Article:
How far will my car roll given a function representing the slope of the landscape I'm driving on?

So I was driving in my car thinking to myself "I wonder how far I would go (before starting to roll backwards) if I just took my foot off the brakes" I tried to figure it out myself but could not. SO I am asking the smartest people in the world, you guys!

Parameters: Write a generalized equation representing the distance a car travels based on f(x) and any other physical constants/variables needed. f(x) is a function that represents the cross section of the road you are traveling on. Thus the slope at any given point represents the angle of the road. You may treat the car as a box sliding with friction.

• What kind of friction? The dependence of frictional force on velocity can be a complicated thing. – Robert Israel Jul 3 '14 at 3:41
• @RobertIsrael Most vehicle dynamics models consider rolling resistance and drag as the two primary sources of friction. Any more complicated models are linearized, localized, and typically wrapped into the rolling resistance model. For higher-fidelity dynamics, we might consider terrain factors, etc., but for this question, that's almost certainly immaterial -- just wrap it into the rolling resistance constant. – Emily Jul 3 '14 at 4:17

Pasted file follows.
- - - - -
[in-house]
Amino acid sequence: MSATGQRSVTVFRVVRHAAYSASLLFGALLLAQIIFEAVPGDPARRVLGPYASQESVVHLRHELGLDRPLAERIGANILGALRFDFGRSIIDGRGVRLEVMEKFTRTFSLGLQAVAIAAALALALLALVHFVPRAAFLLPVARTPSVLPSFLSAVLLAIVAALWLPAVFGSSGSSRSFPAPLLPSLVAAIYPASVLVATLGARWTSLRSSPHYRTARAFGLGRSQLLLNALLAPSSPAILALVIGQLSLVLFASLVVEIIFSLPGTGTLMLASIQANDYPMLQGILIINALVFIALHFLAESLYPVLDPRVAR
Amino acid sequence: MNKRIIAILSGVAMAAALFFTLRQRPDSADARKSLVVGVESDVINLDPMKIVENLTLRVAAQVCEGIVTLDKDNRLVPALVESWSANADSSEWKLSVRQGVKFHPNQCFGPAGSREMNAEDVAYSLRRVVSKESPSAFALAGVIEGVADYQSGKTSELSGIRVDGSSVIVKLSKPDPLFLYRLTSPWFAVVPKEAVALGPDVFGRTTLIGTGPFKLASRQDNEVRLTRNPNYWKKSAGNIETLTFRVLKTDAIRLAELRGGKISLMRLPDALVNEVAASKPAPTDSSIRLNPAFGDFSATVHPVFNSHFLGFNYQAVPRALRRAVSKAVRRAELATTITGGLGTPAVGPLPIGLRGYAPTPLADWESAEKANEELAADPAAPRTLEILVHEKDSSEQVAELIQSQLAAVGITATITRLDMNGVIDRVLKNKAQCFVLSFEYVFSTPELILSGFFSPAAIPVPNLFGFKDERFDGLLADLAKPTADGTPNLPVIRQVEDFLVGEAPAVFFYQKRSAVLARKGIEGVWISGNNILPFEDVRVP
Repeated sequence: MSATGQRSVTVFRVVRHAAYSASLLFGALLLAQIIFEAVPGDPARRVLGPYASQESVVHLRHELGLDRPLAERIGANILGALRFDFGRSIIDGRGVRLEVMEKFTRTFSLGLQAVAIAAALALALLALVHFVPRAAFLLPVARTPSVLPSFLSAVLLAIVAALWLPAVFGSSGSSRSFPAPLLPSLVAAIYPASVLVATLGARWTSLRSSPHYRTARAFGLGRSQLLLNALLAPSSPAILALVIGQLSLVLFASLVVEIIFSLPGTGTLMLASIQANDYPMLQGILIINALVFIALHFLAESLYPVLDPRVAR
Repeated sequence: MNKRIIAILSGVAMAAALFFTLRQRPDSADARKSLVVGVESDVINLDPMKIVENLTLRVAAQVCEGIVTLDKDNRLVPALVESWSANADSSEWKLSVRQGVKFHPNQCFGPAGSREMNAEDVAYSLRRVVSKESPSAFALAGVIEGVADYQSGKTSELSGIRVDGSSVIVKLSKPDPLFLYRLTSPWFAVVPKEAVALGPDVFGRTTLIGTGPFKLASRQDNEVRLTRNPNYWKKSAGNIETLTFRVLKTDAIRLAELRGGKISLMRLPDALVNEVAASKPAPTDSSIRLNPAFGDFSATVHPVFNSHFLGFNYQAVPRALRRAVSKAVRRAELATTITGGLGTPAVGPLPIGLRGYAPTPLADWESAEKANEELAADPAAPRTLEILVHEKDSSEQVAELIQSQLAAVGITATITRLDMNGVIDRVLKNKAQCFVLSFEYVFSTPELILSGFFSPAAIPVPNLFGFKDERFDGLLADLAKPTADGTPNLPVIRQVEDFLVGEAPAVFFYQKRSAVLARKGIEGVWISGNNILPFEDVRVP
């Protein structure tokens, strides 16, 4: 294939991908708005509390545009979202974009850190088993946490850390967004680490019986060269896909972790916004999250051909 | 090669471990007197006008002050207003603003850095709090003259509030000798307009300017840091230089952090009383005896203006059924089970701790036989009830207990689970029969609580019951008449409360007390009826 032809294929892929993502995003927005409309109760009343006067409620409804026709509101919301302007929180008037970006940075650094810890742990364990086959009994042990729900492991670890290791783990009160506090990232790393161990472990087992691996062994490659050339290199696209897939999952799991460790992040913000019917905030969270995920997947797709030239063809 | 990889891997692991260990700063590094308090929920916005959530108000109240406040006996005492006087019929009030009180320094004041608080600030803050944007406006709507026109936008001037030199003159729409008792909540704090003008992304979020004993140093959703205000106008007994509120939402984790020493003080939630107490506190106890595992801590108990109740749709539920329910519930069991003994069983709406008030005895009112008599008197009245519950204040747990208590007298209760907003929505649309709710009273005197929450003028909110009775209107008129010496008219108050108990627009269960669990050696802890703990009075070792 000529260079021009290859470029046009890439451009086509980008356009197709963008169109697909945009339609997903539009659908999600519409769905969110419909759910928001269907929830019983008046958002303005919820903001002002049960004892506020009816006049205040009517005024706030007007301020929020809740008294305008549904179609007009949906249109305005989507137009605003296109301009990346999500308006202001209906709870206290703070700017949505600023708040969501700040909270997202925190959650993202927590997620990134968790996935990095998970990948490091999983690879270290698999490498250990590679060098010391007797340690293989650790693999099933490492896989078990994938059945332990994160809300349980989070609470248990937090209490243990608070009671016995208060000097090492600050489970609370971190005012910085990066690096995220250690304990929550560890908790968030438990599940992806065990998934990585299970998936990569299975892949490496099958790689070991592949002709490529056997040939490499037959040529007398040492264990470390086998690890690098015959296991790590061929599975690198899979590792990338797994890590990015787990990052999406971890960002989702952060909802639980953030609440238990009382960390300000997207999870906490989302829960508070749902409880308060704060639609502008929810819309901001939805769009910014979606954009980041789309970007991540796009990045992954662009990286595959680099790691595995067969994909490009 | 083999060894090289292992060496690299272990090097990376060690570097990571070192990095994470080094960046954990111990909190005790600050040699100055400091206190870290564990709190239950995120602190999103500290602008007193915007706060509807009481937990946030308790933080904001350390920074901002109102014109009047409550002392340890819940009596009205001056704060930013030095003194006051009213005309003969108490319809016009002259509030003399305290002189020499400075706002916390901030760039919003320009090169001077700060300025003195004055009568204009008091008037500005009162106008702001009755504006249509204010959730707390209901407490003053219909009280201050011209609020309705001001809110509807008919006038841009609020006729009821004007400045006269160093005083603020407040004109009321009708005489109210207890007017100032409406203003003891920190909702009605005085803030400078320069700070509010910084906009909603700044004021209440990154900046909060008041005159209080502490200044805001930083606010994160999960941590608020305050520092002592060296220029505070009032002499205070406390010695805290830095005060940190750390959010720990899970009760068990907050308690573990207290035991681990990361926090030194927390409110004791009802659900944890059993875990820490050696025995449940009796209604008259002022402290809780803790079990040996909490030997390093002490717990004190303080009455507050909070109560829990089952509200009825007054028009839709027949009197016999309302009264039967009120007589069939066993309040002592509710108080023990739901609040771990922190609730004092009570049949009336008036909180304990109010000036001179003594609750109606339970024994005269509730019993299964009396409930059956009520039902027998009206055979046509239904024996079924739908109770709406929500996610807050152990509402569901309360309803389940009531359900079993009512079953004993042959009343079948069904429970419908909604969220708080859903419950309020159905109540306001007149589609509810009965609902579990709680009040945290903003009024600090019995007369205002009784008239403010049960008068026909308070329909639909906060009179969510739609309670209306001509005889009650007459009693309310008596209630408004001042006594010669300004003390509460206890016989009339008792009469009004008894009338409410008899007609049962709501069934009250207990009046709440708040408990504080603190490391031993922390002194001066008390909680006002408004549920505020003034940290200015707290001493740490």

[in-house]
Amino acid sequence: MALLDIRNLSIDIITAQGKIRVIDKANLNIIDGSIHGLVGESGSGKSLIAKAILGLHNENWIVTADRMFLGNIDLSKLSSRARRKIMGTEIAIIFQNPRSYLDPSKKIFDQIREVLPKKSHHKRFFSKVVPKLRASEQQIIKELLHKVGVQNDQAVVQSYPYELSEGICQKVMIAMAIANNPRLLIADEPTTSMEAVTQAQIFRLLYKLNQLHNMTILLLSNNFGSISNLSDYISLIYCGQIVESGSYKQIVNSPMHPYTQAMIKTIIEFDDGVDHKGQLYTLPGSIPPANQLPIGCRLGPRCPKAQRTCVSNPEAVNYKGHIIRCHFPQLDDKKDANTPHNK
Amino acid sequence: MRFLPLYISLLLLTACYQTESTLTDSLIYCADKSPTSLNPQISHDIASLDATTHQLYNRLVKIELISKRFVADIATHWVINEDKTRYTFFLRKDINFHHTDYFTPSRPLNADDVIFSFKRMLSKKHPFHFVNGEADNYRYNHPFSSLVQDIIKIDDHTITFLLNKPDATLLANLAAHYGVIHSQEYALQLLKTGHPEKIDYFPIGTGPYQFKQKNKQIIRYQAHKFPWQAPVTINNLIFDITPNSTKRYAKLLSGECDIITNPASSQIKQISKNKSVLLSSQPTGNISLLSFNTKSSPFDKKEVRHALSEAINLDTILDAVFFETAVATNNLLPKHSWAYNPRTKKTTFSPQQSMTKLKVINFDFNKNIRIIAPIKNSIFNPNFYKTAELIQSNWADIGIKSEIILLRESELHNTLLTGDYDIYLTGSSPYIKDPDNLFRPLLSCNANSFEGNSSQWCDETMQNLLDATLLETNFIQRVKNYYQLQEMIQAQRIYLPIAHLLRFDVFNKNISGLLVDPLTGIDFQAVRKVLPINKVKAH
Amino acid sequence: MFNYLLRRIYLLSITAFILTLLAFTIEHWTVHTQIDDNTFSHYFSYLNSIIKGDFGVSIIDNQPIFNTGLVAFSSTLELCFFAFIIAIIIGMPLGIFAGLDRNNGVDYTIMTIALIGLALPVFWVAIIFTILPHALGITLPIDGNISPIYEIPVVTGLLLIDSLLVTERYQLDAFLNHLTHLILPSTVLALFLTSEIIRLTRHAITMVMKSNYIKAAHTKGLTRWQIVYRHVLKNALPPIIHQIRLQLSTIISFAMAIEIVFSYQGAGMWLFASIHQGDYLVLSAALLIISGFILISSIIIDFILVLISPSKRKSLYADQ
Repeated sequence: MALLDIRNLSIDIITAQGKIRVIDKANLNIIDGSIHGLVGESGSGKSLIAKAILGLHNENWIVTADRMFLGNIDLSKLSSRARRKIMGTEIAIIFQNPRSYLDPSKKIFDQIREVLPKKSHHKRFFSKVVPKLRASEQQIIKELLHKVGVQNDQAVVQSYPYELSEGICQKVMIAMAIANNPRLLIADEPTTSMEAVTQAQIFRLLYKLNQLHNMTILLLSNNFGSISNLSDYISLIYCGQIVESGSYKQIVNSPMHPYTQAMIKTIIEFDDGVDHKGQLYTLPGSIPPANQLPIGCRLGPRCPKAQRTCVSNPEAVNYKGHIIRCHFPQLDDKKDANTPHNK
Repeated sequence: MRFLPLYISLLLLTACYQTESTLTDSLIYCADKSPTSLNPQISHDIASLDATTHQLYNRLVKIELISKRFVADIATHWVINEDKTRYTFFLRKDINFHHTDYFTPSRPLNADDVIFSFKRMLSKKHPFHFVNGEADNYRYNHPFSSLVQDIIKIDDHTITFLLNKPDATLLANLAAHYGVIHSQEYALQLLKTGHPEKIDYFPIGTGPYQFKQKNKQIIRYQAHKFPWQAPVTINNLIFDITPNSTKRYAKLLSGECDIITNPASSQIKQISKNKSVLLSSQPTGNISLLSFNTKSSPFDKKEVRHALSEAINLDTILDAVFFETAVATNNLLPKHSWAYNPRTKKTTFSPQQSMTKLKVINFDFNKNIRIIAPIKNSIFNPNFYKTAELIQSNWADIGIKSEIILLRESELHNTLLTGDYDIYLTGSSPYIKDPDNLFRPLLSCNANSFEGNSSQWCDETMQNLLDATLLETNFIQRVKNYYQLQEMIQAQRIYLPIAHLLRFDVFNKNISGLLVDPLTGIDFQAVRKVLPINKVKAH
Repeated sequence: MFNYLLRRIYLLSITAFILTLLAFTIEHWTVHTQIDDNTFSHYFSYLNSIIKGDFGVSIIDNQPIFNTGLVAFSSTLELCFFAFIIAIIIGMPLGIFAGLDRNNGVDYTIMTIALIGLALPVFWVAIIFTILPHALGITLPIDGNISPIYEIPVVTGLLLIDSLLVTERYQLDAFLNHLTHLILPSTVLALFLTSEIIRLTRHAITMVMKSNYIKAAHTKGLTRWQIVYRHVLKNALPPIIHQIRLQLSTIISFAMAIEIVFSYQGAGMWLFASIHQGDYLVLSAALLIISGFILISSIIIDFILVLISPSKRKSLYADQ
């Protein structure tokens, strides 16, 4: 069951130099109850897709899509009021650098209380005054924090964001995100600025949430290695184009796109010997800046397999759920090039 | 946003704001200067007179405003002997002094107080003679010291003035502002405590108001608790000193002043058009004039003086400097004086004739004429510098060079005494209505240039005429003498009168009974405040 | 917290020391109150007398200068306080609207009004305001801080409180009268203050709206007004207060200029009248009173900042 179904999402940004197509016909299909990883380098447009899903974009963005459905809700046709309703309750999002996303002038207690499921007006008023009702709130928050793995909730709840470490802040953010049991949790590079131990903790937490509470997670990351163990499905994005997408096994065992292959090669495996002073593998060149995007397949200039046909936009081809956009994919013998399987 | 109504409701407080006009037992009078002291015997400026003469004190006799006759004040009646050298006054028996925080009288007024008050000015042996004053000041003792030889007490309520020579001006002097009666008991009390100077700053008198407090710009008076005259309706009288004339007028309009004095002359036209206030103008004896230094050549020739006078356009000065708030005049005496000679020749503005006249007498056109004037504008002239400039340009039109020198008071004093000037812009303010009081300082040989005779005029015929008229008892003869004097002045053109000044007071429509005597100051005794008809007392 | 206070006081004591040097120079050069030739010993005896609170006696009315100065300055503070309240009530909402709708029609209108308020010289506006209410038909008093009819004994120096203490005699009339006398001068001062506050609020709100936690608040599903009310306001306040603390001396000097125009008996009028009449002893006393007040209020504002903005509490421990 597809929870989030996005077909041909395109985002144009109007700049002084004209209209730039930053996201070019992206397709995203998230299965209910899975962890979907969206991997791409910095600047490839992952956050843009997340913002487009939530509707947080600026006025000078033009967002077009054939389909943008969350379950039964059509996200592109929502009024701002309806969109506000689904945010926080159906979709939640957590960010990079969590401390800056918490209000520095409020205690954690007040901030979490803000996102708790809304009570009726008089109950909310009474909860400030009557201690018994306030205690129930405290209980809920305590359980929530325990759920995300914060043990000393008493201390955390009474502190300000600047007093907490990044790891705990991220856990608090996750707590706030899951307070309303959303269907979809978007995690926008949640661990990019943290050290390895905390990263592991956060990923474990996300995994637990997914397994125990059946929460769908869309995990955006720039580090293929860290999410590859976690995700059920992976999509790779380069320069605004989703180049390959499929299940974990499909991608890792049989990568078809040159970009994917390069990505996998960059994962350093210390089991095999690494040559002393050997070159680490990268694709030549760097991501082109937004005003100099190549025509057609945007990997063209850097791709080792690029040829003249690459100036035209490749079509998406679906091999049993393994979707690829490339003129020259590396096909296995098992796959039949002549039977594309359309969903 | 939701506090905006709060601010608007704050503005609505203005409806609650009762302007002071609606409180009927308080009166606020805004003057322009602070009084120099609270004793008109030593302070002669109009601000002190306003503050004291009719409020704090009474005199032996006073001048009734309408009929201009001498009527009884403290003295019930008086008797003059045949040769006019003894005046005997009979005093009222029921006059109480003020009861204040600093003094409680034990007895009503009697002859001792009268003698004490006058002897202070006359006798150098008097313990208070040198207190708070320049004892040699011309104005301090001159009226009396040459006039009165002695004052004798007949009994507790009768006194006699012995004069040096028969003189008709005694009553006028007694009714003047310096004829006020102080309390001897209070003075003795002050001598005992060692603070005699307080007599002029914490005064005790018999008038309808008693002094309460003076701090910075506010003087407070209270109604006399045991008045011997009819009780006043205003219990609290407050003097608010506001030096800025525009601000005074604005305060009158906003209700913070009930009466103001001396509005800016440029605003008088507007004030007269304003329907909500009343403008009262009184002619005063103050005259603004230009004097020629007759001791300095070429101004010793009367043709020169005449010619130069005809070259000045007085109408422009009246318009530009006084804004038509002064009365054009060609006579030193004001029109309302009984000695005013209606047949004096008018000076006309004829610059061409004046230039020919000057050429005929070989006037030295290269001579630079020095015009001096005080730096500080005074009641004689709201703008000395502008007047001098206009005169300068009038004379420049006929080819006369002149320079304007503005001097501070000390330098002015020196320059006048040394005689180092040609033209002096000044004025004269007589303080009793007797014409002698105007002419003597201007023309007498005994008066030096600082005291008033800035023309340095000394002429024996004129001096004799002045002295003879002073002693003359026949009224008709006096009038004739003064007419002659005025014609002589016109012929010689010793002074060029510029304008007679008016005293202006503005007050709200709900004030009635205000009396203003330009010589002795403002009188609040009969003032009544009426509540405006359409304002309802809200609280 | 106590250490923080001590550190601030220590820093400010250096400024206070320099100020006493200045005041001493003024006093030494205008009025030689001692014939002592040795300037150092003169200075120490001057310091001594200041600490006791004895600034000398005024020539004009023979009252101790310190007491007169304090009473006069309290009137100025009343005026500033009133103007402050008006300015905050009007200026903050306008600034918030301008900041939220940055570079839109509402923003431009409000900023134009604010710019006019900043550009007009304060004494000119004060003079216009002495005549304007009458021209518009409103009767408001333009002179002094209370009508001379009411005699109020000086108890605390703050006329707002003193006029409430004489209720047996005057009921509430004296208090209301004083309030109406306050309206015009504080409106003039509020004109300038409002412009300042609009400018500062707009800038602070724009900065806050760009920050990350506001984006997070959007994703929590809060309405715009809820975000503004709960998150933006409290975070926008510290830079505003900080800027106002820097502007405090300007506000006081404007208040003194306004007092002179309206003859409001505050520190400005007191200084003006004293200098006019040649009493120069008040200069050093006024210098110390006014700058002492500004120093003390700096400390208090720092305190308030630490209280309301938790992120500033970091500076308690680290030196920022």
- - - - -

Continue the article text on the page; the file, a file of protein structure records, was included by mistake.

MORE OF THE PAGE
This is a simple situation of force balancing. Enumerate all the forces on the car:

• Gravity: $F_g = mg\cos \theta$;
• Rolling resistance: $F_R = C_R v$;
• Drag: $F_D = C_D v^2$;
• Power: $F_A$

The sum of these forces must be zero. Drag and rolling resistance act in the opposite direction of motion. The gravity term depends on orientation. Without losing generality, we can write the equation of motion as: $$0 = F_A - F_D - F_R + F_g \\ C_R\frac{dx}{dt} + C_D \left(\frac{dx}{dt}\right)^2 - mg\cos \theta = F_A.$$

If we have no acceleration (equiv. no braking), then $F_A = 0$. Of course, $\theta$ is measured as the angle with respect to level ground. This angle may change relative to the $x$-position, so it may be more appropriate to consider the gravity term as $mg\cos \theta(x)$.

• This assumes 1-D motion, which appears to be your situation. – Emily Jul 3 '14 at 4:12
• There had better be acceleration, or I'll never get my car out of the driveway. The velocity is not expected to be constant. You need a term $m \dfrac{d^2 x}{dt^2}$. – Robert Israel Jul 3 '14 at 14:39
• That's $F_a$. If the driveway is a hill, then the acceleration is in the gravity term. – Emily Jul 3 '14 at 14:45
• @Arkamis How does one account for the fact that the car might not be in contact with the road at all (depending on its speed and the profile of the road ahead)? – user_of_math Jul 3 '14 at 16:20
• @user_of_math In such a scenario, I would bring a change of underwear. – Emily Jul 3 '14 at 16:21